“It’s an easy lifestyle — to train kids who really care,” says Pitino. “We don’t worry about ‘Get NIL [name, image and likeness] for $150,000. ‘ Nobody worries about that; you only worry about playing ball, getting better. ”

That has always been the core tenet of Pitino teams.

They are rarely gathered by rafters of future NBA stars – Utah Jazz keeper Donovan Mitchell is one of the few exceptions in Louisville, with several others in Kentucky. Instead, Pitino looks for potential clients who have a desire to work in their craft.

This is what has attracted three budding transfers – graduate defenders Tyson Jolly (Southern Methodist) and Elijah Joiner (Tulsa) and junior striker Quinn Slazinski (Louisville) – to Iona after last season.

“I’d say it’s been a process,” says Jolly, who started her college career at Baylor and is now at her fourth school, with a smile. Pitino will replace him to pick up the ball and make a pass after beating his man in dribbling. He is worried about dribbling going into trouble, but Pitino wants him to continue to put stress on the defence.

“I fought with him – we fought with him – from the very beginning when we got here because he was asking too much and we didn’t understand exactly what he wanted,” Jolly said. neither he nor his teammates can carry cell phones in the team. meals and other group activities, a rule that applies to the team’s summer trip to Greece. “But he’s coaching us so we can figure it out and then, once we get it, he’ll be proud of us.”

Pitino will be proud of Dylan Van Eyck, a 6-foot-8 graduate from the Netherlands, when he stops cheering and picks his man on the defensive. (There’s nothing else to quibble with Van Eyck, the sixth man who adds whatever the Gaels needs – saves, scores, passes and saves.)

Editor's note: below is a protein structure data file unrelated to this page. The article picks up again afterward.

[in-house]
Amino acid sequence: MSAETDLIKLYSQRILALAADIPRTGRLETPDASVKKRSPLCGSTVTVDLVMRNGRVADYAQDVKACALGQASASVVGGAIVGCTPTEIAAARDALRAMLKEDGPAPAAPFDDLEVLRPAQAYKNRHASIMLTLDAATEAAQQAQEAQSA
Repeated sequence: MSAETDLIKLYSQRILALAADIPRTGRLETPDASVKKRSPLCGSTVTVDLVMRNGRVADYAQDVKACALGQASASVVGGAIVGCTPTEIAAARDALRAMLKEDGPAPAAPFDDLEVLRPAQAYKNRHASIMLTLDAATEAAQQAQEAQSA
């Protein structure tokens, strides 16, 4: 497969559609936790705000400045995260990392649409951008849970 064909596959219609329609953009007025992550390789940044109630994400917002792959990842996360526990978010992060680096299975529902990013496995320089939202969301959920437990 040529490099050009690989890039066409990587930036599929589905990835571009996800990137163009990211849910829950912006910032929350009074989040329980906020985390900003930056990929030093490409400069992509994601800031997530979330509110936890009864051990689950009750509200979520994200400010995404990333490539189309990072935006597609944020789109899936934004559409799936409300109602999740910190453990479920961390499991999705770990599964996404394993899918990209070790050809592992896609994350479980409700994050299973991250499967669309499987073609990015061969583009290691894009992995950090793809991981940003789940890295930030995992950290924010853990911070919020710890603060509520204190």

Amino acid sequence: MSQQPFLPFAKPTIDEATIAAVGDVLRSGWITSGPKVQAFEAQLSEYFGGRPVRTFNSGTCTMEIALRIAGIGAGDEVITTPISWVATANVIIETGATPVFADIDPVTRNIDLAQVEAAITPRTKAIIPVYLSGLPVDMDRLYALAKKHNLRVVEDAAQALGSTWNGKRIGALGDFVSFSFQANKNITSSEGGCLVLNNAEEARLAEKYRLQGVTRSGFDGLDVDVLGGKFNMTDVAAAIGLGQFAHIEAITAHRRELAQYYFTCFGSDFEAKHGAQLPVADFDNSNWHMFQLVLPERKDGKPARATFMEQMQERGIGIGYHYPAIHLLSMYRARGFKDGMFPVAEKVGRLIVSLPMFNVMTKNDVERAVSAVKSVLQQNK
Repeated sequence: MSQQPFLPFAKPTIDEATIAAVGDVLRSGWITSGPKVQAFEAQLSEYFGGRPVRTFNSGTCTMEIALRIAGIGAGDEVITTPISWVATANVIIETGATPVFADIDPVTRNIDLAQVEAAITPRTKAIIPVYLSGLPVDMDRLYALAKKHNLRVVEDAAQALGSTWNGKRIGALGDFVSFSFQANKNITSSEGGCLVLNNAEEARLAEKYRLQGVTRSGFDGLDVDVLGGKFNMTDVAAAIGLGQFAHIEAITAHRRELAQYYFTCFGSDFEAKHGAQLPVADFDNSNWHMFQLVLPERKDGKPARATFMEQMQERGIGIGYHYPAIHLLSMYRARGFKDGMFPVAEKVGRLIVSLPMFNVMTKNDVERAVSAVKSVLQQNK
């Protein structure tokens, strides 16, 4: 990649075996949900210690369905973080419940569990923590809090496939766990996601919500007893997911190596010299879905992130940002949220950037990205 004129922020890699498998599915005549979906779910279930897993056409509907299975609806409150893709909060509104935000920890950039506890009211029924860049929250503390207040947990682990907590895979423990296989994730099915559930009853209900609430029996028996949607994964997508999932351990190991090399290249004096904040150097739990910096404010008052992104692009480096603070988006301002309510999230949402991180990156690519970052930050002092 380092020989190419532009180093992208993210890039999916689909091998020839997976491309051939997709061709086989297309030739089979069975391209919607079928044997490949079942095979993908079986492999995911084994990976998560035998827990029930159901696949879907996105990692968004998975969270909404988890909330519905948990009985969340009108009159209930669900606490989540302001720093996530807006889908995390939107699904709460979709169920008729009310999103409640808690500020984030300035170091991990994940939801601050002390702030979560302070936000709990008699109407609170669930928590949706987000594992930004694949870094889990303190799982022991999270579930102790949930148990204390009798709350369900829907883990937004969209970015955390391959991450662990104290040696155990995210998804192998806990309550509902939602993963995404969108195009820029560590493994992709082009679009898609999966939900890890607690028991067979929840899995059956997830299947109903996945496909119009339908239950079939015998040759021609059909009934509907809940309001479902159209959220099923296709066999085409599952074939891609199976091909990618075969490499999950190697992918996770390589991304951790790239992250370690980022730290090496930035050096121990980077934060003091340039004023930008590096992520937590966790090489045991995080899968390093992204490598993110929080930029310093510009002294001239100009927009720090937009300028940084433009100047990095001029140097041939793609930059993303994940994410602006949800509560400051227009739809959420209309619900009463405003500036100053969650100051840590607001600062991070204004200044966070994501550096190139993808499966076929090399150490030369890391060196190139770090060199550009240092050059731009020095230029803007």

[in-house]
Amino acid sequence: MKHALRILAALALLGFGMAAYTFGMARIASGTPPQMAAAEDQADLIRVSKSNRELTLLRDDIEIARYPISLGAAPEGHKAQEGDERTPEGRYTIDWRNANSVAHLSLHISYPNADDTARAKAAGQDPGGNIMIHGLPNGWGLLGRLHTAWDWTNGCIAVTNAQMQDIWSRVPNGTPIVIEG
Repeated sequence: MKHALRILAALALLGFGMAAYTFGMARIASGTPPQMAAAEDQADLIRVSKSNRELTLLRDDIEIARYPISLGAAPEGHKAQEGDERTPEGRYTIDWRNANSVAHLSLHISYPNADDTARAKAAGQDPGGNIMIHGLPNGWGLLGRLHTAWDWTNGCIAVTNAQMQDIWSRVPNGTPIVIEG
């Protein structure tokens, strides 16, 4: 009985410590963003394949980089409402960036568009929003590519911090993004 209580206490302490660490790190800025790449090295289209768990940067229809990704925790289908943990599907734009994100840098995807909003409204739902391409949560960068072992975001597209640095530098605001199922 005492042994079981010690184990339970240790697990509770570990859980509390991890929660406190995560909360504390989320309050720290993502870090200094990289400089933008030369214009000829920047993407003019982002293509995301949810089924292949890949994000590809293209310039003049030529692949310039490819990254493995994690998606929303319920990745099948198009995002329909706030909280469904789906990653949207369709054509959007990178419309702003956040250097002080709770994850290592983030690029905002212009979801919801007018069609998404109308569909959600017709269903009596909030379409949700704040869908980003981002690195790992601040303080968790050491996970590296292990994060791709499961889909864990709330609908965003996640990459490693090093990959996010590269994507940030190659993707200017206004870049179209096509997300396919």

Or Walter Clayton Jr., when he became a sophomore and learned the intricacies of a defensive reconnaissance report. (Clayton, a freshman guard who received a scholarship to play football in Florida, Nebraska and Tennessee, was on the bench.)

Or Osborn Shema, a seven-foot-tall reserve centre-back, when he put on another 20 pounds and wasn’t pushed around under the basket. (Shema provided five points, five rebounds, three assists, two saves and a steal against St. Peter’s.)

But nothing would please Pitino more than when Joseph, a 6-foot-9 sophomore with unimaginably long arms, realized that among the many attributes he brought to Gaels, points running is not one of them. On Sunday, Joseph was seated next to Pitino after dribbling in front of the St. Peter and lost the ball right in front of Iona’s bench.

Apparently it’s a repeat violation.

“I said, ‘Okay, I’ll learn to speak Nigerian or you’ll learn English better,’” says Pitino.

Joseph protested that no one was allowed to open.

“Okay, I’ll watch the movie,” Pitino told him. “If it’s open, God forbid you. And he started laughing. I said, “No, it’s not fun.”

But Pitino smiled.

It was the gesture of a coach who hopes that Joseph’s careless dribbling, along with many of his team’s shortcomings, will be wiped out in the next six weeks, by a time when his teams will He usually plays the best.

As it stands, the Gaels have built a solid foundation: Knocked out Alabama in November – they nearly upset the Crimson Tide in the NCAA tournament last March – and beat Liberty, the division’s lead team. himself in the ASUN and Appalachian State Conference, leading the Solar Belt Conference. Their three losses were against Kansas, Belmont and Saint Louis.

But here’s a group that seems determined to do more than win an invitation to the NCAA tournament. It’s a team that – like their once attentive coach – insists they will last for a while. At the smaller stage, Rick Pitino still ‘claims’ and wins

Fry Electronics Team